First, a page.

Greenland is warming up: The glaciers of the world’s biggest island are speeding up and its ice sheet is disappearing at a rate faster and more worrying than science predicted. The Arctic may be down to its last few summers of being white; Johann Hari, in Greenland, asks hunters and scientists how climate change really feels. The final meltdown: Four weighty books lament the impending death of the old Arctic. When the glacier left: In surprising ways, a Himalayan village adapts to a changing climate. Curbing carbon, sustaining development: Darrel Moellendorf on the tensions in climate change mitigation. Rewiring our future: Robert Evans on fighting climate change with electric power. You can download Upsetting the Offset: The Political Economy of Carbon Markets, ed. Steffen Bohm and Siddhartha Dabhi. From FP, an excerpt from The Global Deal: Climate Change and the Creation of a New Era of Progress and Prosperity by Nicholas Stern; ClimateGate supposedly reveals a scientific world gone corrupt, but really shows a political world gone mad; and has the "ClimateGate scandal" shifted our fundamental understanding of global warming? Climatologist Michael MacCracken says no. An article on the mass psychology of climate change: Scientists need "attitude". Joss Garman on how climate change deniers cost the earth. Politicians are fiddling while the planet burns — what's a voter to do? James Hansen wants to know. Will big business save the Earth? Jared Diamond wonders. To really save the planet, stop going green. Climate change is inevitable, it’s time to adapt: The really inconvenient truth — we’re toast.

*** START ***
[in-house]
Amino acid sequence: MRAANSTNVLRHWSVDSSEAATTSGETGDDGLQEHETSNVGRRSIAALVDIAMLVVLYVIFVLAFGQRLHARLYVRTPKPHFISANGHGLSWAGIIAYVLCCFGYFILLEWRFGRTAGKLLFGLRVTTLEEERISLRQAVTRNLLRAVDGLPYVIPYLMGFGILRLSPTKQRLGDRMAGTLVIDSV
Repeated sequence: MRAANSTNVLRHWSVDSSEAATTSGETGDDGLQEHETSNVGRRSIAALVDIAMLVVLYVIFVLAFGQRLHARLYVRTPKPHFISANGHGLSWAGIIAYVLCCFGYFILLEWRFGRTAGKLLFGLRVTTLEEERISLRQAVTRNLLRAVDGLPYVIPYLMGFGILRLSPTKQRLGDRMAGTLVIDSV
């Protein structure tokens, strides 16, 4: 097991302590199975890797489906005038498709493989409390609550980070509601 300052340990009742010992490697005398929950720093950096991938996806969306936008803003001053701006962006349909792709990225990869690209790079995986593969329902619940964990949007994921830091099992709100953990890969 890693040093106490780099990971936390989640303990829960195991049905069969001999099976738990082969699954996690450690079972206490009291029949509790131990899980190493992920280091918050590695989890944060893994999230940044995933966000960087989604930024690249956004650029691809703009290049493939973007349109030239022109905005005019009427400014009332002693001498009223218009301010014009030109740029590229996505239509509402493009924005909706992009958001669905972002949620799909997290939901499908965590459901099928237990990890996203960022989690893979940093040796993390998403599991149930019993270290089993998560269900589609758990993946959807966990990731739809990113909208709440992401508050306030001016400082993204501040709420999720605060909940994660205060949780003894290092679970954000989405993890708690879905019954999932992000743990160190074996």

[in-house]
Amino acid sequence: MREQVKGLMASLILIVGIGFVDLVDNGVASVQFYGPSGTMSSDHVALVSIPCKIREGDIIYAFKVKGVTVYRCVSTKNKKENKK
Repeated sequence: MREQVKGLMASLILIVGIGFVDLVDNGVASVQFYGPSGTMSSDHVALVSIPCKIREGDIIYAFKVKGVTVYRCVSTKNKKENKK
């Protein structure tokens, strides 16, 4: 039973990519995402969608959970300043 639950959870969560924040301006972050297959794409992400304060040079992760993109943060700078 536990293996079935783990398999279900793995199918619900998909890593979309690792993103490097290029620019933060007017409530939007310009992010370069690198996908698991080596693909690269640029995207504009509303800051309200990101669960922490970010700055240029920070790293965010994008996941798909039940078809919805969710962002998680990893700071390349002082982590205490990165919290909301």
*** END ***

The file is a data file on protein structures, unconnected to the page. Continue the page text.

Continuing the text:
From Dissent, is Obama's war in Afghanistan Just? Michael Walzer investigates. Why is the Feminist Majority Foundation refusing to abandon the women and girls of Afghanistan? Why feminists love the surge: The only way to help Afghan women is for the US to stay for the long haul. Does it matter which countries contribute to NATO's Afghanistan contingent? If a war's worth fighting, isn't it worth paying for? The new anti-war Right: If Obama thinks the left is rapidly abandoning him on Afghanistan, wait till he sees the Republican defectors. From Policy Review, Amitai Etzioni on bottom-up nation building: Afghanistan, Pakistan, and Iraq. From The Nation, Jeremy Scahill on Blackwater's secret war in Pakistan: Inside sources reveal that the firm works with the US military in Karachi to plan targeted assassinations and drone bombings, among other sensitive counterterrorism operations. From Vanity Fair, tycoon, contractor, soldier, spy: Erik Prince, recently outed as a participant in a CIA assassination program, has gained notoriety as head of Blackwater — lashing back at his critics, the former navy SEAL reveals the role he’s been playing in America’s war on terror. Does terrorism work?: A review of Terrorism: How to Respond by Richard English. Surprising study on terrorism: Al-Qaida kills eight times more Muslims than non-Muslims. The wide green smudge that’s changing our world: A review of Forces of Fortune: The Rise of the Muslim Middle Class and What It Will Mean For Our World by Vali Nasr and The New Silk Road: How a Rising Arab World is Turning Away from the West and Rediscovering China by Ben Simpfendorfer.